In this week’s episode of The Briefing from the IP Law Blog, Josh Escovedo and Scott Hervey discuss an update to the litigation over Andy Warhol’s series of portraits of the artist Prince (Andy Warhol Foundation v Goldsmith). They provide a recap of last week’s episode, which covers the Second Circuit decision
5-4 Opinion Offers Judicial Workaround by Giving More Oversight to the USPTO Director
In U.S. v. Arthrex, case number 19-1434; Smith & Nephew v. Arthrex, case number 19-1452; and Arthrex v. Smith & Nephew, case number 19-1458, the Supreme Court of the United States recently held that Patent Trial and Appeal Board (PTAB) judges are unconstitutionally appointed. But, the Court also held that providing the Director of the United States Patent and Trademark Office (USPTO) with more oversight over PTAB rulings will remedy the unconstitutionality of the PTAB judges.
A party accused of infringing a patent may challenge the validity of the patent in the federal court infringement litigation or in separate administrative proceedings in the Patent and Trademark Office’s Patent Trial and Appeal Board (PTAB). One of the methods available in the PTAB is an inter partes review (IPR), which was created by the America Invents Act.
In order to file a petition for IPR, the challenger must argue that some or all of the claims of the patent are invalid on certain grounds, including novelty and nonobviousness, and must show that there is a “reasonable likelihood” that they will prevail on at least one claim. The statutes require that a petition for IPR be filed within one year of the challenger being served with a complaint for patent infringement. 35 USC section 315(b). The PTAB reviews the petition and decides whether to institute IPR. The decision whether to institute IPR is not appealable. 35 USC section 314(d). …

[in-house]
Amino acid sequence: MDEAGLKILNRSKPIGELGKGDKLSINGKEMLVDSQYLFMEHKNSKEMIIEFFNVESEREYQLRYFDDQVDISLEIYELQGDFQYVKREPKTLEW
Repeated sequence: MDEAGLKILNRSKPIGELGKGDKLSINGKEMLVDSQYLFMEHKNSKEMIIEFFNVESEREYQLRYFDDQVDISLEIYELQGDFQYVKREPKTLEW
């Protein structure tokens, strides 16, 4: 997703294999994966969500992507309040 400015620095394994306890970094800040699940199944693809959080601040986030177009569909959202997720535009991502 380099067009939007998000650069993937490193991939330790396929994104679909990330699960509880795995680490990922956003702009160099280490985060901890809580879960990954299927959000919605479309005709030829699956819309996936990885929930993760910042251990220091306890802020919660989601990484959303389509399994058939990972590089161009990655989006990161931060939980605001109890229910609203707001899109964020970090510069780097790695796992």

Continue Reading Supreme Court Limits Appeals to Prevent More Bad Patents
The Supreme Court is set to hear the case of Allen v. Cooper which addresses the constitutionality of the Copyright Remedy Clarification Act (“CRCA”). The purpose of the CRCA is to abrogate sovereign immunity enjoyed by States and State actors under the Eleventh Amendment for claims of copyright infringement. The CRCA provides as follows:…
Continue Reading Supreme Court Ruling In Pirate Ship Copyright Case Could Sink State Immunity
The Supreme Court has agreed to resolve a circuit split over when a court can order the payment of an infringer’s profits to a successful plaintiff as a measure of damages. The matter comes to the Supreme Court as an appeal from the Second Circuit decision in Romag Fasteners Inc. v. Fossil Inc. et al. In that case, the jury at the lower court found that Fossil had infringed Romag’s patent and trademark rights in a magnetic snap closure and made an advisory award that included an award of $6.7 million of Fossil’s profits for trademark infringement.…
Continue Reading Supreme Court Decision Will Have Huge Economic Impact on Trademark Infringement Damages